how to use the data in allocating payments. We will never learn to split music pools fairly without the very testing and experimentation with new approaches enabled by Choruss’ work with universities.

Myth: If you can count music on networks you can stop it with filters orother interdiction techniques.

Reality: Accounting after the fact with efficacious sampling and database matching is far different from census with specificity in time to intercept the light-speed flow of digits, and the trend towards encryption renders census or complete filtering unachievable and getting worse. In our conversations with technology providers, they all agree that it is far easier to sample and to count music traversing networks to arrive at a fair set of payments than it is to identify and to block for complete control.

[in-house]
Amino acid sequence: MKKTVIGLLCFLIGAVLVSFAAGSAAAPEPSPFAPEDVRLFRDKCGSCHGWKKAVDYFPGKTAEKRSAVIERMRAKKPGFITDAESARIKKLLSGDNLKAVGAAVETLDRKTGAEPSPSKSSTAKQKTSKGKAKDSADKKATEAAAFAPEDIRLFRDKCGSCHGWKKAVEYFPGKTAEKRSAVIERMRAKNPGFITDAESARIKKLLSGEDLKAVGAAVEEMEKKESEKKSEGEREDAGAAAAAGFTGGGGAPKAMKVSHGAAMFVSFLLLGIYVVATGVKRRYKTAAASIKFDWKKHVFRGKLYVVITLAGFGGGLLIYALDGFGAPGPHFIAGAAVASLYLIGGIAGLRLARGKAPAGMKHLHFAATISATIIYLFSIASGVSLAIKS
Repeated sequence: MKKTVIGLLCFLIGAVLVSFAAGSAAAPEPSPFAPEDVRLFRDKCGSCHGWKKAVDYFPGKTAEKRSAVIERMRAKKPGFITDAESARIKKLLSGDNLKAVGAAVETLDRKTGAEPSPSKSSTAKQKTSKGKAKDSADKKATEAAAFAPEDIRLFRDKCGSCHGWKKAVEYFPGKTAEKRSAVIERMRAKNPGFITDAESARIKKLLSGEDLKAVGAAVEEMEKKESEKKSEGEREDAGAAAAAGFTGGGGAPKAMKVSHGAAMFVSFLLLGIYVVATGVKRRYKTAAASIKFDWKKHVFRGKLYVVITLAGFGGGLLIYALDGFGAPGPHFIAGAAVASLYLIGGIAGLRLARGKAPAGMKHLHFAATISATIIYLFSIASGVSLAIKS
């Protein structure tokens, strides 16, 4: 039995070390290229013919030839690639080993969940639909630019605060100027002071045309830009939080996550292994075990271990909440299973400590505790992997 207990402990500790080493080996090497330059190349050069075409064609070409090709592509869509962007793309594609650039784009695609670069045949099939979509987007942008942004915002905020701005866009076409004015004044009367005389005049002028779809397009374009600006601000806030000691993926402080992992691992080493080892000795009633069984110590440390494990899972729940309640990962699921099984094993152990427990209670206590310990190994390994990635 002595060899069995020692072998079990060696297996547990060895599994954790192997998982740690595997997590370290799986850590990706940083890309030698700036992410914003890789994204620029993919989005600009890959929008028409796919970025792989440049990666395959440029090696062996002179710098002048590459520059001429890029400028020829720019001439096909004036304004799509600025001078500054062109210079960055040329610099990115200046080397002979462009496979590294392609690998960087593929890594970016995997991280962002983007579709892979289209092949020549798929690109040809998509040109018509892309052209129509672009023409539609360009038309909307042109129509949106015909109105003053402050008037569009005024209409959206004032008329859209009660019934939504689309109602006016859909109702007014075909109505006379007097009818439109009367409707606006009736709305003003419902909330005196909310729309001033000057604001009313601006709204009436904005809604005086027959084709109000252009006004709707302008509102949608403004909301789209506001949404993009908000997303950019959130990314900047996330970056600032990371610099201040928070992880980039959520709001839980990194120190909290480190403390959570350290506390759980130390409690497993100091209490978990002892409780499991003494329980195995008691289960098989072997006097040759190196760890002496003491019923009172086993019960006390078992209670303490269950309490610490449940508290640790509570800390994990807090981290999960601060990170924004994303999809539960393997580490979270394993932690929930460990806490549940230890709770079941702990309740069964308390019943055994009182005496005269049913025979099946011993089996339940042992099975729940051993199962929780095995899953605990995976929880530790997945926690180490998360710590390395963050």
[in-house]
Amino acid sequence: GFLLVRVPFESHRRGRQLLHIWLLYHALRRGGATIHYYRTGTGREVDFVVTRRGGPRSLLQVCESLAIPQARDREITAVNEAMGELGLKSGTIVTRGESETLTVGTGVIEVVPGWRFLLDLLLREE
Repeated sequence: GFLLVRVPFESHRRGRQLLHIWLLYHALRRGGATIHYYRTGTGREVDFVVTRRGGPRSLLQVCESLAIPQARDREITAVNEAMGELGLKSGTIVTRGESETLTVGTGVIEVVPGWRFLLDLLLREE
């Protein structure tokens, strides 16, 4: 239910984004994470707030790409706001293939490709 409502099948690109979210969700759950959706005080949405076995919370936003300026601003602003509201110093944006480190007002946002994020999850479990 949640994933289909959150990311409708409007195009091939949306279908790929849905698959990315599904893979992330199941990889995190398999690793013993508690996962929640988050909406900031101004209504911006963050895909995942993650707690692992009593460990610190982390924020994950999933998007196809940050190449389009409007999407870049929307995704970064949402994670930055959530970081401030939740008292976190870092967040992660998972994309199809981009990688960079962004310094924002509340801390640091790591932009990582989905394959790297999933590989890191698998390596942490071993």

Myth: Choruss advocates espouse an interesting idea, and make some compelling arguments, but there are just too many challenges in the way of any real world implementations of this theoretical construct.

Reality: We are driven by what we believe are an important set of concepts and principles, but we are totally focused on making this vision a reality.  We have been engaged in extensive in-depth discussions with key players throughout the connected digital music ecosystem who will shape the implementation of this new model.  We are working very hard to address all the details that will go into the proper execution of trial implementations, including the research methodologies that will ensure we maximize the learning from such real world experiments. 

Victor Hugo, who was a seminal figure in the formation of collection societies in the 19th century, said "There is nothing more powerful than an idea whose time has come."  We believe that the time has come for this idea, and we will be devoting all our efforts to harness its power and bring this idea into the real world.